16. ^ Yoshikawa T, Shimano H, Amemiya-Kudo M, Yahagi N, Hasty AH, Matsuzaka T, Okazaki H, Tamura Y, Iizuka Y, Ohashi K, Osuga J, Harada K, Gotoda T, Kimura S, Ishibashi S, Yamada N (May 2001). "Identification of Liver X Receptor-Retinoid X Receptor as an Activator of the Sterol Regulatory Element-Binding Protein 1c Gene Promoter". Mol. Cell. Biol. 21 (9): 2991–3000.  
  17. ^ Repa JJ, Liang G, Ou J, Bashmakov Y, Lobaccaro JM, Shimomura I, Shan B, Brown MS, Goldstein JL, Mangelsdorf DJ (November 2000). "Regulation of mouse sterol regulatory element-binding protein-1c gene (SREBP-1c) by oxysterol receptors, LXRα and LXRβ". Genes Dev. 14 (22): 2819–30.  
  18. ^ Wang L, Schuster GU, Hultenby K, Zhang Q, Andersson S, Gustafsson JA (October 2002). "Liver X receptors in the central nervous system: From lipid homeostasis to neuronal degeneration". Proc. Natl. Acad. Sci. U.S.A. 99 (21): 13878–83.  
  19. ^ Andersson S, Gustafsson N, Warner M, Gustafsson JA (March 2005). "Inactivation of liver X receptor β leads to adult-onset motor neuron degeneration in male mice". Proc. Natl. Acad. Sci. U.S.A. 102 (10): 3857–62.  
  20. ^ Alberti S, Schuster G, Parini P, Feltkamp D, Diczfalusy U, Rudling M, Angelin B, Björkhem I, Pettersson S, Gustafsson JA (March 2001). "Hepatic cholesterol metabolism and resistance to dietary cholesterol in LXRβ-deficient mice". J. Clin. Invest. 107 (5): 565–73.  
  21. ^ Joseph SB, McKilligin E, Pei L, Watson MA, Collins AR, Laffitte BA, Chen M, Noh G, Goodman J, Hagger GN, Tran J, Tippin TK, Wang X, Lusis AJ, Hsueh WA, Law RE, Collins JL, Willson TM, Tontonoz P (May 2002). "Synthetic LXR ligand inhibits the development of atherosclerosis in mice". Proc. Natl. Acad. Sci. U.S.A. 99 (11): 7604–9.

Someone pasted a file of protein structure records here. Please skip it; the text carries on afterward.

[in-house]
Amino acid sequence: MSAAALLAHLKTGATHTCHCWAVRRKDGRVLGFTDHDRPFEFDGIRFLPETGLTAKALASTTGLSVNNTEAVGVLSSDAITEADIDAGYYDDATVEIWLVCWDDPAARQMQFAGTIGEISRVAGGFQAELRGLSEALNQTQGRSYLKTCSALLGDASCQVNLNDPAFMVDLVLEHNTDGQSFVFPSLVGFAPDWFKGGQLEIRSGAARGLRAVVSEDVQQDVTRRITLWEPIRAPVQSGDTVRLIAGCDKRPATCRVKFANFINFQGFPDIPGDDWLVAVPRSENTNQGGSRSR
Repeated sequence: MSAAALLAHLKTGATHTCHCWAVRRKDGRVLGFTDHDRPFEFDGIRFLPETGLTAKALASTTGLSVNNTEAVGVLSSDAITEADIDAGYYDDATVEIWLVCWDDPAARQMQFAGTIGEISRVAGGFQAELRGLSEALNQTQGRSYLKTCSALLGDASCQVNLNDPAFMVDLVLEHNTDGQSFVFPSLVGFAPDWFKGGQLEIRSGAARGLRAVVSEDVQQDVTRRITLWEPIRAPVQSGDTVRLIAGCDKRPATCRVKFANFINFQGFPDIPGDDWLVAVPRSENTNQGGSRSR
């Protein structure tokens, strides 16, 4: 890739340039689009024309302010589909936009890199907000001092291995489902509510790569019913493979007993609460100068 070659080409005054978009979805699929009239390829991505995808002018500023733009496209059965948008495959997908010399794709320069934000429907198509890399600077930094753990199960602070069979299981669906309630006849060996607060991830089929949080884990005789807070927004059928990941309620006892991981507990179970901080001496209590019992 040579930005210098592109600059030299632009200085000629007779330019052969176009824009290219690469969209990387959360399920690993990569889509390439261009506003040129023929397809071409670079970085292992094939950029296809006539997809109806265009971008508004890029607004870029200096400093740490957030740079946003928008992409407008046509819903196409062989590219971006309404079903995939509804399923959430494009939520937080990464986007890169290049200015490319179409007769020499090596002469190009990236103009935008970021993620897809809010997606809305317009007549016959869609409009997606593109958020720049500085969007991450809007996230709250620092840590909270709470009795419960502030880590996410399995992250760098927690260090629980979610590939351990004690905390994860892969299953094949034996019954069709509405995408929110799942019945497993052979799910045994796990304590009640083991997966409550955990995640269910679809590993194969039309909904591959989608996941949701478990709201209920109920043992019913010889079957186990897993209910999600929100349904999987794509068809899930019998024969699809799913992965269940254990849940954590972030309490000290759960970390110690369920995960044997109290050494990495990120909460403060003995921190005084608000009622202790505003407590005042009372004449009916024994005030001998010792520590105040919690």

22. ^ Song C, Hiipakka RA, Liao S (June 2001). "Auto-oxidized cholesterol sulfates are antagonistic ligands of liver X receptors: implications for the development and treatment of atherosclerosis". Steroids 66 (6): 473–9.  
  23. ^ a b Kratzer A, Buchebner M, Pfeifer T, Becker TM, Uray G, Miyazaki M, Miyazaki-Anzai S, Ebner B, Chandak PG, Kadam RS, Calayir E, Rathke N, Ahammer H, Radovic B, Trauner M, Hoefler G, Kompella UB, Fauler G, Levi M, Levak-Frank S, Kostner GM, Kratky D (February 2009). "Synthetic LXR agonist attenuates plaque formation in apoE-/- mice without inducing liver steatosis and hypertriglyceridemia". J. Lipid Res. 50 (2): 312–26.  
  24. ^ Laffitte BA, Chao LC, Li J, Walczak R, Hummasti S, Joseph SB, Castrillo A, Wilpitz DC, Mangelsdorf DJ, Collins JL, Saez E, Tontonoz P (April 2003). "Activation of liver X receptor improves glucose tolerance through coordinate regulation of glucose metabolism in liver and adipose tissue". Proc. Natl. Acad. Sci. U.S.A. 100 (9): 5419–24.  
  25. ^ Joseph SB, Castrillo A, Laffitte BA, Mangelsdorf DJ, Tontonoz P (February 2003). "Reciprocal regulation of inflammation and lipid metabolism by liver X receptors". Nat. Med. 9 (2): 213–9.  
  26. ^ Fukuchi J, Kokontis JM, Hiipakka RA, Chuu CP, Liao S (November 2004). "Antiproliferative effect of liver X receptor agonists on LNCaP human prostate cancer cells". Cancer Res. 64 (21): 7686–9.  
  27. ^ Chuu CP, Hiipakka RA, Kokontis JM, Fukuchi J, Chen RY, Liao S (July 2006). "Inhibition of tumor growth and progression of LNCaP prostate cancer cells in athymic mice by androgen and liver X receptor agonist". Cancer Res. 66 (13): 6482–6.  
  28. ^ Koldamova RP, Lefterov IM, Staufenbiel M, Wolfe D, Huang S, Glorioso JC, Walter M, Roth MG, Lazo JS (February 2005). "The liver X receptor ligand T0901317 decreases amyloid beta production in vitro and in a mouse model of Alzheimer's disease". J. Biol. Chem. 280 (6): 4079–88.  
  29. ^ Im SS, Osborne TF (April 2011). "Liver x receptors in atherosclerosis and inflammation".  
  30. ^ Sanal MG (2008). "The blind men 'see' the elephant-the many faces of fatty liver disease". World J. Gastroenterol. 14 (6): 831–44.  
  31. ^ Herath KB, Jayasuriya H, Guan Z, Schulman M, Ruby C, Sharma N, MacNaul K, Menke JG, Kodali S, Galgoci A, Wang J, Singh SB (September 2005). "Anthrabenzoxocinones from Streptomyces sp. as liver X receptor ligands and antibacterial agents". J. Nat. Prod. 68 (9): 1437–40.  


The hexacyclic aromatic ketones, (-)anthrabenzoxocinone and (-)bischloroanthrabenzoxocinone ((-)-BABX) derived from a Streptomyces sp. have micromolar affinity for LXR-α.[31]